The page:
joule's equivalent

From The Collaborative International Dictionary of English v.0.48:

joule \joule\ (j[=oo]l), n. [From the distinguished English
   physicist, James Prescott Joule (1818-1889).] (Physics.)
   A unit of work which is equal to 10^7 ergs (the unit of
   work in the C. G. S. system of units), and is equivalent to
   one watt-second, the energy expended in one second by an
   electric current of one ampere in a resistance of one ohm;
   also called the absolute joule. It is abbreviated J or j.
   The international joule is slightly larger, being 1.000167
   times the absolute joule. The absolute joule is approximately
   equal to 0.737562 foot pounds, 0.239006 gram-calories (small
   calories), and 3.72506 x 10^-7 horsepower-hours, and
   0.000948451 B.t.u. --HCP61
   [1913 Webster +PJC]

   Joule's equivalent. See under Equivalent, n.
      [1913 Webster]

From The Collaborative International Dictionary of English v.0.48:

Equivalent \E*quiv"a*lent\ ([-e]*kw[i^]v"[.a]*lent), n.
   1. Something equivalent; that which is equal in value, worth,
      weight, or force; as, to offer an equivalent for damage
      [1913 Webster]

            He owned that, if the Test Act were repealed, the
            Protestants were entitled to some equivalent. . . .
            During some weeks the word equivalent, then lately
            imported from France, was in the mouths of all the
            coffeehouse orators.                  --Macaulay.
      [1913 Webster]

   2. (Chem.) That comparative quantity by weight of an element
      which possesses the same chemical value as other elements,
      as determined by actual experiment and reference to the
      same standard. Specifically:
      (a) The comparative proportions by which one element
          replaces another in any particular compound; thus, as
          zinc replaces hydrogen in hydrochloric acid, their
          equivalents are 32.5 and 1.
      (b) The combining proportion by weight of a substance, or
          the number expressing this proportion, in any
          particular compound; as, the equivalents of hydrogen
          and oxygen in water are respectively 1 and 8, and in
          hydric dioxide 1 and 16.
          [1913 Webster]

   Note: This term was adopted by Wollaston to avoid using the
         conjectural expression atomic weight, with which,
         however, for a time it was practically synonymous. The
         attempt to limit the term to the meaning of a
         universally comparative combining weight failed,
         because of the possibility of several compounds of the
         substances by reason of the variation in combining
         power which most elements exhibit. The equivalent was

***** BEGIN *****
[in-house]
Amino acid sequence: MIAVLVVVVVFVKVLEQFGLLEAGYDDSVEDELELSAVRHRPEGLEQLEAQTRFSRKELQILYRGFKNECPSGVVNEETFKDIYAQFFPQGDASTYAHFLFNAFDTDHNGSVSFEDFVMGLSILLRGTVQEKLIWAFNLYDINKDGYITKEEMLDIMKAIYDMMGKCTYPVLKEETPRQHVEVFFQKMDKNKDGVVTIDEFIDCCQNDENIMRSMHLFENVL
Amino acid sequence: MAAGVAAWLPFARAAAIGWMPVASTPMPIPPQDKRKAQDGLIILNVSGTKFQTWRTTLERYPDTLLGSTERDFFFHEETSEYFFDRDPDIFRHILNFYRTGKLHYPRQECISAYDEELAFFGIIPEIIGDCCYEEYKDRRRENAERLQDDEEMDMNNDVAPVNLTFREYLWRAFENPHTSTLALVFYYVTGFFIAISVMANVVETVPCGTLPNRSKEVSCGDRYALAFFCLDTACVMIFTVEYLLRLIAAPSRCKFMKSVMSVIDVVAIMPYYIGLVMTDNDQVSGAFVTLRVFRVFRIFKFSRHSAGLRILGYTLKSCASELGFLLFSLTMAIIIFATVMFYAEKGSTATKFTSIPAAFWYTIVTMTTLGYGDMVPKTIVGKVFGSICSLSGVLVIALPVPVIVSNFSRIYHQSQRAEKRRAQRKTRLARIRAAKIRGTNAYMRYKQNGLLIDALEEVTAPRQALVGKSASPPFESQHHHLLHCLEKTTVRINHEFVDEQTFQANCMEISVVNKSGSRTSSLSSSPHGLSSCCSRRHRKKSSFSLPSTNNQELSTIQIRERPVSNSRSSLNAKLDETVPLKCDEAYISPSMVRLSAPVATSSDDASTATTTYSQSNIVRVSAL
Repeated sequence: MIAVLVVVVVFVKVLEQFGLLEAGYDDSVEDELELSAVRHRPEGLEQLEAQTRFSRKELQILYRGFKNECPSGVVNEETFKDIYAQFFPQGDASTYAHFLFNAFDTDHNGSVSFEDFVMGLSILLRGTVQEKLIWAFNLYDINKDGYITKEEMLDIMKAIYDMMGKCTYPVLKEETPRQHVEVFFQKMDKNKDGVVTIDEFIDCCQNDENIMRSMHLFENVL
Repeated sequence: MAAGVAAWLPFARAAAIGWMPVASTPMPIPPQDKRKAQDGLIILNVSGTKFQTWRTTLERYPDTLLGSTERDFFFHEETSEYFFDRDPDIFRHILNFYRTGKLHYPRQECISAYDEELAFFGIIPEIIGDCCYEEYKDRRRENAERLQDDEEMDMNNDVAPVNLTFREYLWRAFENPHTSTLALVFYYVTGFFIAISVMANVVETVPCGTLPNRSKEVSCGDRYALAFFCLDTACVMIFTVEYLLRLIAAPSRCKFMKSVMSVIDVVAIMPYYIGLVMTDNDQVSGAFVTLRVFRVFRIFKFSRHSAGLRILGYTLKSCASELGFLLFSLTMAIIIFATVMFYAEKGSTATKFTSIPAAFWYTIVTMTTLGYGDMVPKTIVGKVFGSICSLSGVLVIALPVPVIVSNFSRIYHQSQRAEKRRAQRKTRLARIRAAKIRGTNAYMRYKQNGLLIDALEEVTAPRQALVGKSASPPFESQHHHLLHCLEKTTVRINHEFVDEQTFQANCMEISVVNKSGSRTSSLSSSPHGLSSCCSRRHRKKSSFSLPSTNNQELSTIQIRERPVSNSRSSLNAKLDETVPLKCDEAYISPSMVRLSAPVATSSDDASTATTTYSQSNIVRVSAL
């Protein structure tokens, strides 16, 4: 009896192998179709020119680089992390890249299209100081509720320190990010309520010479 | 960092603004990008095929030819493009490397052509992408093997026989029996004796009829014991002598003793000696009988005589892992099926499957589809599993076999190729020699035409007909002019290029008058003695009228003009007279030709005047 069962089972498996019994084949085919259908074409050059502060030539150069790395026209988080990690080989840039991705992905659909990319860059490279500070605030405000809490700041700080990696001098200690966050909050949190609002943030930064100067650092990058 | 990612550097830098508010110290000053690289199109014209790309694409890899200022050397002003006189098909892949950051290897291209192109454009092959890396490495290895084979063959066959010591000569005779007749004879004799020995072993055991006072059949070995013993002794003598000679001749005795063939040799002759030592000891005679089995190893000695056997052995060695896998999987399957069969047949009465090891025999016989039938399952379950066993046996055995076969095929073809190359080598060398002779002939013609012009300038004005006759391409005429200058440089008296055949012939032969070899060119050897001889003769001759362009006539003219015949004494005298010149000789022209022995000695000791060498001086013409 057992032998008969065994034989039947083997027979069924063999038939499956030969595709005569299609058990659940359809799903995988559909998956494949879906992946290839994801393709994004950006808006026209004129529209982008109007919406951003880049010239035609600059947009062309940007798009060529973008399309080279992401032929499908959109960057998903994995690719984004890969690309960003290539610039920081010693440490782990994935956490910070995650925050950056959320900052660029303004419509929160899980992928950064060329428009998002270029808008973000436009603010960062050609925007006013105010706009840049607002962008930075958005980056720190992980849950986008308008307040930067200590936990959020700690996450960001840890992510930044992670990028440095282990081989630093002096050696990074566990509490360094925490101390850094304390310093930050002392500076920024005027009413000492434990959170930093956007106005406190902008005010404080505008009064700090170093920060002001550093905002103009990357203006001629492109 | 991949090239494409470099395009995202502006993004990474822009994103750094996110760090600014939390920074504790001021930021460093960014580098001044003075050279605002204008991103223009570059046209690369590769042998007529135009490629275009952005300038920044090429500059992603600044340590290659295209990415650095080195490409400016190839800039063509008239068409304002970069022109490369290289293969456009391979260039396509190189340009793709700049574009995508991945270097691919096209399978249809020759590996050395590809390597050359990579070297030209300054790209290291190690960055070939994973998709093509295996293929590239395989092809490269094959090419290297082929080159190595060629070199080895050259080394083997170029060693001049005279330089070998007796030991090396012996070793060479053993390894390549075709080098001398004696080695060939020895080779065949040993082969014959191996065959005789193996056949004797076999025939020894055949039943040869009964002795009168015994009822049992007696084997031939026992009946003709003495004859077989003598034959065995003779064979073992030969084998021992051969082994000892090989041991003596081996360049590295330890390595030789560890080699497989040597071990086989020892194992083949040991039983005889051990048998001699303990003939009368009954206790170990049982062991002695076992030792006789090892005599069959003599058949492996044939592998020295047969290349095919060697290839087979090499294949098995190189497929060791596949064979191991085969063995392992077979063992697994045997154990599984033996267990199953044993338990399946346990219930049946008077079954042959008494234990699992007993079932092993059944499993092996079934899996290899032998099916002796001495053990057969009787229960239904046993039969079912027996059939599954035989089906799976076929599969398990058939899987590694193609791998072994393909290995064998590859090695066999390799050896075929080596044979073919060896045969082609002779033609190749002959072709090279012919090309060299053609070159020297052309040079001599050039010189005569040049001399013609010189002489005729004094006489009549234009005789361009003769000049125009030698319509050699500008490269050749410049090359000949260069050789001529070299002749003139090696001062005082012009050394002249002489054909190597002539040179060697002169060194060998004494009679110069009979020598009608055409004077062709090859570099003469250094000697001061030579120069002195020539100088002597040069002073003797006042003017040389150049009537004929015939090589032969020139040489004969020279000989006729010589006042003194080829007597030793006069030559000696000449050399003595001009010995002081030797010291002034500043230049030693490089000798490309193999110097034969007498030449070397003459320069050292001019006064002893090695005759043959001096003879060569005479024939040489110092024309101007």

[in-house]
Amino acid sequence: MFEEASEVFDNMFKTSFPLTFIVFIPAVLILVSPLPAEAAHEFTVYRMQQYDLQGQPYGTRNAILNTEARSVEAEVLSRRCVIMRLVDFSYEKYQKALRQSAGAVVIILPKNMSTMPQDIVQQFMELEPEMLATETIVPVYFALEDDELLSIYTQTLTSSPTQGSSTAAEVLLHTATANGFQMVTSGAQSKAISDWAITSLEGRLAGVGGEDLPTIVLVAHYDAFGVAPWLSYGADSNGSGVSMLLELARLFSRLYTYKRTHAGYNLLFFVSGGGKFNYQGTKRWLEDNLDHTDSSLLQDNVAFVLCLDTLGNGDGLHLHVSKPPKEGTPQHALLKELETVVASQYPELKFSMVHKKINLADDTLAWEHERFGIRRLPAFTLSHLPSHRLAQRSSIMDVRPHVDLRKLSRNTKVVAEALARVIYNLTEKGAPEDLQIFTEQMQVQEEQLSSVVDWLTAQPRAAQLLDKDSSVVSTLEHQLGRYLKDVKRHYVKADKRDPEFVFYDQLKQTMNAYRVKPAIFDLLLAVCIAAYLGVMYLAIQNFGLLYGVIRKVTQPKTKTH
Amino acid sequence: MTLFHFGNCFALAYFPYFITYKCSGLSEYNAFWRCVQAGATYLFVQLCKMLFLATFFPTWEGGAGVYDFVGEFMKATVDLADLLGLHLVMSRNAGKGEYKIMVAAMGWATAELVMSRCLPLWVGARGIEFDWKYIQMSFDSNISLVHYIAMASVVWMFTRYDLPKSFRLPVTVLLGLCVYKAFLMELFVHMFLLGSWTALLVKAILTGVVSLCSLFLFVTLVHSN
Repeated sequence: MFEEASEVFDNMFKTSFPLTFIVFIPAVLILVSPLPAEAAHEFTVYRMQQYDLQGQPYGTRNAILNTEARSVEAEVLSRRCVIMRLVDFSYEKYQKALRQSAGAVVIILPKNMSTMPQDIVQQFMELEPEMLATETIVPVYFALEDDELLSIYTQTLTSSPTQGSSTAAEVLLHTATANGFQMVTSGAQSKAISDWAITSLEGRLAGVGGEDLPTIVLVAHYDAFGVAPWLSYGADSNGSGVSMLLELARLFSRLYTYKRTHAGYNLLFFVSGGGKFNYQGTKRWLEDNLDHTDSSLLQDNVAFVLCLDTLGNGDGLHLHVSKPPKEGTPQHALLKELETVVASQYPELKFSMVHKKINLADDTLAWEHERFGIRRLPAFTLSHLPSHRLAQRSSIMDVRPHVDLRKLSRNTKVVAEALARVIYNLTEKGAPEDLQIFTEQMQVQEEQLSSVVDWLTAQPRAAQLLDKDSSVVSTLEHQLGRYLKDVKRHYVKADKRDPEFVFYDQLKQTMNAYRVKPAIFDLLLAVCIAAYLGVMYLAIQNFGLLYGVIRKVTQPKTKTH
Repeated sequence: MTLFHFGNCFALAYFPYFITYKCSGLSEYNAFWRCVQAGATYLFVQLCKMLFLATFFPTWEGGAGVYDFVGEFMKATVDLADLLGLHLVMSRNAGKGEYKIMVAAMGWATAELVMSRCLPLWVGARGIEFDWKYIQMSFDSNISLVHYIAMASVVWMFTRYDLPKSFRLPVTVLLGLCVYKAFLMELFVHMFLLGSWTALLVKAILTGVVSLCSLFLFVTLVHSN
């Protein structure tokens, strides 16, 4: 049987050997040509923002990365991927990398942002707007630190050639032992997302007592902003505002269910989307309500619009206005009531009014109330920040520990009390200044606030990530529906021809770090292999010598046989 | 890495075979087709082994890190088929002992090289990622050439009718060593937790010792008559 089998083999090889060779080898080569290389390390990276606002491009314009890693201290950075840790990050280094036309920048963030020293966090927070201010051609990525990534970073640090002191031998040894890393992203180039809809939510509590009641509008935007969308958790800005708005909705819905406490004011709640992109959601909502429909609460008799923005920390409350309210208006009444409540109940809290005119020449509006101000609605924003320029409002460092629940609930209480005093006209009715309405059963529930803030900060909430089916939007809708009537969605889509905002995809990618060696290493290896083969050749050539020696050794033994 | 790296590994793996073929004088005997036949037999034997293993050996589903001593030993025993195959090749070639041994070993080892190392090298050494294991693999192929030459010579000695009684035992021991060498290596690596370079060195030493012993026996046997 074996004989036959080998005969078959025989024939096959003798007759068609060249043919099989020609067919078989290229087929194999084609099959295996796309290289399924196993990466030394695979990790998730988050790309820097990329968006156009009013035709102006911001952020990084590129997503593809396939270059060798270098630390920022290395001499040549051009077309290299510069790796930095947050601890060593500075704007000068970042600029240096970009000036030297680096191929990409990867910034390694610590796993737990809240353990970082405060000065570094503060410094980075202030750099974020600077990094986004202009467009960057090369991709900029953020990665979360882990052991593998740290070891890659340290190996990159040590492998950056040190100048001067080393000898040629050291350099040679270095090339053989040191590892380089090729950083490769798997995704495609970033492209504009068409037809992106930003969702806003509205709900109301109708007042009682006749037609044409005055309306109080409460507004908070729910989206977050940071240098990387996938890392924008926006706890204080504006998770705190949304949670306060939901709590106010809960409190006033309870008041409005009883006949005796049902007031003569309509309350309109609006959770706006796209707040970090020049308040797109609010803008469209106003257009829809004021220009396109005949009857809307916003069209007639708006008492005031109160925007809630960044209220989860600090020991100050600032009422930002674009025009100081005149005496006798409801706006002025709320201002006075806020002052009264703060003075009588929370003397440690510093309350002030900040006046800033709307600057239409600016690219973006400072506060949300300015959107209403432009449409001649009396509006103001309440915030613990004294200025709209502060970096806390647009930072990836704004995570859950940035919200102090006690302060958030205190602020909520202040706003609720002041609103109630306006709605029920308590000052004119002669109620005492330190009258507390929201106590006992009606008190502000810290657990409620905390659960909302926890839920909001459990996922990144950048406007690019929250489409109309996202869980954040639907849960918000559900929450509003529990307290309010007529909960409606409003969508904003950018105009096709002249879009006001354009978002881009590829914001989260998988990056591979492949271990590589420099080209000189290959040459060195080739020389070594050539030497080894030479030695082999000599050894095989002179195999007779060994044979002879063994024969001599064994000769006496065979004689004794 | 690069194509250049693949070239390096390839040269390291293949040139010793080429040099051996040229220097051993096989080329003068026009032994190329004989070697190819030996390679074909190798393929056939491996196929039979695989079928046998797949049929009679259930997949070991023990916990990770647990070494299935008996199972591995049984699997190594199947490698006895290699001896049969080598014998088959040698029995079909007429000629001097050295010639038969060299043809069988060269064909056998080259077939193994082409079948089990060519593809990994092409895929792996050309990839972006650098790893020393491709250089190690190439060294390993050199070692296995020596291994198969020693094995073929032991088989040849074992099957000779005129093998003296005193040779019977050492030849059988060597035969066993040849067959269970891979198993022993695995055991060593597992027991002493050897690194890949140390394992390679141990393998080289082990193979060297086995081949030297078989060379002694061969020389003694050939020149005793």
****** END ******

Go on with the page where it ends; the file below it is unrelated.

really identical with, or a multiple of submultiple of,
         the atomic weight.
         [1913 Webster]

   3. (Chem.) A combining unit, whether an atom, a radical, or a
      molecule; as, in acid salt two or more equivalents of acid
      unite with one or more equivalents of base.
      [1913 Webster]

   Mechanical equivalent of heat (Physics), originally defined
      as the number of units of work which the unit of heat can
      perform, equivalent to the mechanical energy which must be
      expended to raise the temperature of a pound of water one
      degree Fahrenheit; later this value was defined as one
      British thermal unit (B.t.u). Its value was found by
      Joule to be 772 foot pounds; later measurements give the
      value as 777.65 foot-pounds, equivalent to 107.5
      kg-meters. This value was originally called Joule's
      equivalent, but the modern Joule is defined differently,
      being 10^7 ergs. The B.t.u. is now given as 1,054.35
      absolute Joules, and therefore 1 calorie (the amount of
      heat needed to raise one gram of water one degree
      centigrade) is equivalent to 4.186 Joules.
      [1913 Webster + PJC]

   Note: The original definition of the Mechanical equivalent of
         heat in the 1913 Webster was as below. The difference
         between foot pounds and kilogram-meters ("on the
         centigrade scale") is puzzling as it should be a factor
         of 7.23, and the figure given for kilogram-meters may
         be a mistaken misinterpretation of the report. -- PJC:
         The number of units of work which the unit of heat can
         perform; the mechanical energy which must be expended
         to raise the temperature of a unit weight of water from
         0[deg] C. to 1[deg] C., or from 32[deg] F. to 33[deg]
         F. The term was introduced by Dr. Mayer of Heilbronn.
         Its value was found by Joule to be 1390 foot pounds
         upon the Centigrade, or 772 foot pounds upon the
         Fahrenheit, thermometric scale, whence it is often
         called Joule's equivalent, and represented by the
         symbol J. This is equal to 424 kilogram meters
         (Centigrade scale). A more recent determination by
         Professor Rowland gives the value 426.9 kilogram
         meters, for the latitude of Baltimore.
         [1913 Webster +PJC]
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